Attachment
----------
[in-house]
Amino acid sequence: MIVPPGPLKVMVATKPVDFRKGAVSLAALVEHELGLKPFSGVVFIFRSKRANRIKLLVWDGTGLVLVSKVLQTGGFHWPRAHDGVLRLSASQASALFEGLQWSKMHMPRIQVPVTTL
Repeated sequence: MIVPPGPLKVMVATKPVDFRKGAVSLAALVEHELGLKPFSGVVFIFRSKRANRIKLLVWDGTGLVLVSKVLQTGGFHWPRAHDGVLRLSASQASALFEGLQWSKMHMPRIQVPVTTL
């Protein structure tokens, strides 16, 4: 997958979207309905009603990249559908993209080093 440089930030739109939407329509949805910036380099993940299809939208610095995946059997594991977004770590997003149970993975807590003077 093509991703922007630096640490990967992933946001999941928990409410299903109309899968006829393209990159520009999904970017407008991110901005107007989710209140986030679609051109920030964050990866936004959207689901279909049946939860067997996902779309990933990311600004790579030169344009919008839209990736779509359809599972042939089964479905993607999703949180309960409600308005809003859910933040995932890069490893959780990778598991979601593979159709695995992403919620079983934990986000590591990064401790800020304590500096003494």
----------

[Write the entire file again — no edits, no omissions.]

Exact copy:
[in-house]
Amino acid sequence: MIVPPGPLKVMVATKPVDFRKGAVSLAALVEHELGLKPFSGVVFIFRSKRANRIKLLVWDGTGLVLVSKVLQTGGFHWPRAHDGVLRLSASQASALFEGLQWSKMHMPRIQVPVTTL
Repeated sequence: MIVPPGPLKVMVATKPVDFRKGAVSLAALVEHELGLKPFSGVVFIFRSKRANRIKLLVWDGTGLVLVSKVLQTGGFHWPRAHDGVLRLSASQASALFEGLQWSKMHMPRIQVPVTTL
């Protein structure tokens, strides 16, 4: 997958979207309905009603990249559908993209080093 440089930030739109939407329509949805910036380099993940299809939208610095995946059997594991977004770590997003149970993975807590003077 093509991703922007630096640490990967992933946001999941928990409410299903109309899968006829393209990159520009999904970017407008991110901005107007989710209140986030679609051109920030964050990866936004959207689901279909049946939860067997996902779309990933990311600004790579030169344009919008839209990736779509359809599972042939089964479905993607999703949180309960409600308005809003859910933040995932890069490893959780990778598991979601593979159709695995992403919620079983934990986000590591990064401790800020304590500096003494």